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Nonparent Rights

Nonbiological parents — those who are acting in a parenting role — play an important role in the lives of countless children. Unfortunately, many of these individuals are limited in their legal rights because they have no biological tie to the child.

At Scardina Law, we understand the importance of psychological parents in the life of a child. If you need legal help to continue playing an important role in the life of a child, please call us at 303-502-5540.

Representing Psychological Parents

A psychological parent is broadly defined as any nonbiological parental figure in the life of a child. In Colorado, a psychological parent can be anyone who exercised physical custody of a child for 182 days or more that ended within the previous 182 days. A stepparent, for example, may be considered a psychological parent if the child spent five days a week living with the stepparent over the past year.

We represent psychological parents who are seeking help with the following:

  • Child custody
  • Child support
  • Adoptions
  • Visitation

If you are providing care for a child but feel limited in your legal rights because you are not the child’s biological parent, talk to one of our lawyers to find out how we can help. It is imperative that you assert your rights promptly as the time periods in which you can establish parental rights are extremely limited. We represent stepparents, aunts, uncles, grandparents, cousins and others who are playing a parental role in the life of a child to ensure that the child maintains these positive relationships when a parent makes a rash decision to cut them from the children’s lives.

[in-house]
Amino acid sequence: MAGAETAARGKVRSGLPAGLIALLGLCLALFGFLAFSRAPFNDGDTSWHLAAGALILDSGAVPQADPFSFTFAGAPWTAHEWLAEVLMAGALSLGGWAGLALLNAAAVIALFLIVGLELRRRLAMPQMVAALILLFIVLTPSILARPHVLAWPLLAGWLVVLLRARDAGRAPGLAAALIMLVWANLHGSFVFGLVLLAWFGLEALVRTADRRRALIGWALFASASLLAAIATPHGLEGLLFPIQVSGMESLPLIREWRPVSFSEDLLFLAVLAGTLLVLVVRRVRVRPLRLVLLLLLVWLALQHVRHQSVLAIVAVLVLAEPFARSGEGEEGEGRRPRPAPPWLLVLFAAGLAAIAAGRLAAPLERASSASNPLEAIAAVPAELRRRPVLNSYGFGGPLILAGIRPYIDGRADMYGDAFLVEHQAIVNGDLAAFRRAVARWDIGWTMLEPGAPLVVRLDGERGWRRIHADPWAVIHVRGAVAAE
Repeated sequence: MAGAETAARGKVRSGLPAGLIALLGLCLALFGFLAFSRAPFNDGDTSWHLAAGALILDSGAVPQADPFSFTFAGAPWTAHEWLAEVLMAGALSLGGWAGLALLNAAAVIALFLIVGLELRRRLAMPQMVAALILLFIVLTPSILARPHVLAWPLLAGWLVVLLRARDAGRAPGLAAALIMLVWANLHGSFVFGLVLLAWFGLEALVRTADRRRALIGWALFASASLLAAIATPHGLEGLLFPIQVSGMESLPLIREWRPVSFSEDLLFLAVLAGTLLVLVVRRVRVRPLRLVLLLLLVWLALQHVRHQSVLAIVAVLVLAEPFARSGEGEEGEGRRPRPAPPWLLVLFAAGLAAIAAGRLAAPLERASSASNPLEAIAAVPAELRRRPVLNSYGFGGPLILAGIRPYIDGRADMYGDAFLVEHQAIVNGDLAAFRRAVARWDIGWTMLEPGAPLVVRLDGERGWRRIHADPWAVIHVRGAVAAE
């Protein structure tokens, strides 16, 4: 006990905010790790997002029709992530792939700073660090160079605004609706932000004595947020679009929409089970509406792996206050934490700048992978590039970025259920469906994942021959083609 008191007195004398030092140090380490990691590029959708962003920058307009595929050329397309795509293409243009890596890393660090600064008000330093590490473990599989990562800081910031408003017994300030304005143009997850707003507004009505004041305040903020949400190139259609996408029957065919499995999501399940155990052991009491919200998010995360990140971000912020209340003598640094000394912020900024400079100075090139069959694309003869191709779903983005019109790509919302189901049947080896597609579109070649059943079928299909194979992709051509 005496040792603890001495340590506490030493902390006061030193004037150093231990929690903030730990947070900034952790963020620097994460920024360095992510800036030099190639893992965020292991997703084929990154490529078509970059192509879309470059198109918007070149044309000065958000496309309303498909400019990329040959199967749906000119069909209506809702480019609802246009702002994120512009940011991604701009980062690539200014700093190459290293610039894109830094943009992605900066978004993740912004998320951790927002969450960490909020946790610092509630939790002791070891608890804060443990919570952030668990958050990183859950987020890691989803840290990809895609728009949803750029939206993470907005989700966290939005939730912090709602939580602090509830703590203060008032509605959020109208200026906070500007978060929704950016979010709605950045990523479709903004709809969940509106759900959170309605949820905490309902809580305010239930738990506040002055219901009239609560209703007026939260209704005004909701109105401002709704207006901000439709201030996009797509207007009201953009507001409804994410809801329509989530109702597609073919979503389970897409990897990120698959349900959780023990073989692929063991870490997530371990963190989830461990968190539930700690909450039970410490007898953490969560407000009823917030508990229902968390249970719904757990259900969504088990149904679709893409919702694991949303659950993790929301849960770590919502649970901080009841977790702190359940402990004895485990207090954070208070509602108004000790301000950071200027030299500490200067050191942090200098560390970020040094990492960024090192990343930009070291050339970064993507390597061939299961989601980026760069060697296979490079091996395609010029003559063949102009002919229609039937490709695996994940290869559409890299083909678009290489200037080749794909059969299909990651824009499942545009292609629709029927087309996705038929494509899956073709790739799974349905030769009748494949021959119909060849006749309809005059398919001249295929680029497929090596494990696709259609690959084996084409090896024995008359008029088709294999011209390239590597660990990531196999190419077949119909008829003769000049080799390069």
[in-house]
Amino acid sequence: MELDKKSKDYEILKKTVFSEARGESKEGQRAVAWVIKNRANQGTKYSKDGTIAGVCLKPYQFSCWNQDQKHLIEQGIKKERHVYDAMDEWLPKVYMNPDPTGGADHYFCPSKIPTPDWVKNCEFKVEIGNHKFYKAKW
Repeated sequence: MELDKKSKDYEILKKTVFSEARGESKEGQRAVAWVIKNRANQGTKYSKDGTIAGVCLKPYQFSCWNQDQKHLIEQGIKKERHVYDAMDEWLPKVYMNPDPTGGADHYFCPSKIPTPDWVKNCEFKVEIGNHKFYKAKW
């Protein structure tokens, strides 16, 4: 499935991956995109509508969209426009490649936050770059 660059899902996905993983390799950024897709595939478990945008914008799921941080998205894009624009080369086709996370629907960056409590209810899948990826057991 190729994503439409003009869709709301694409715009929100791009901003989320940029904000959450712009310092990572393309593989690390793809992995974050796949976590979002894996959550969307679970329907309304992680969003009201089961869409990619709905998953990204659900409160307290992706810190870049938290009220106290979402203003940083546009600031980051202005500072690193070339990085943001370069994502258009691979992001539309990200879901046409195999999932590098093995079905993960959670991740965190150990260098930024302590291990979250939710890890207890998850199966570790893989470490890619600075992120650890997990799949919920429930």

Grandparents’ Rights

We routinely represent grandparents who are looking to play an integral part in the life of a grandchild.

A grandparent can request visitation rights under limited circumstances in Colorado (C.R.S. §19-1-117), including

  • When there has been a prior custody or “Parental Rights and Responsibilities” case regarding the child
  • When the parents are divorced
  • When someone other than a parent has been given custody; or
  • When the grandparent’s child has passed away

Grandparent visitation is different from custody. While grandparents can be given custody or “parental rights and responsibilities,” this is a different process than grandparent visitation. Grandparent visitation enables a grandparent to spend a defined amount of time with the grandchildren but does not entitle the grandparent to decision-making authority or put the grandparent on equal footing with the parent. Nonetheless, it is an important tool to ensure that grandparents remain a loving presence in a child’s life. Indeed, studies show that having a consistent and loving adult in a child’s life other than their parents have real and lasting beneficial effects.

Contact Us for Help Exercising Your Rights

If you wish to speak to or schedule a free consultation with one of our family law attorneys, please call 303-502-5540 or complete our online contact form.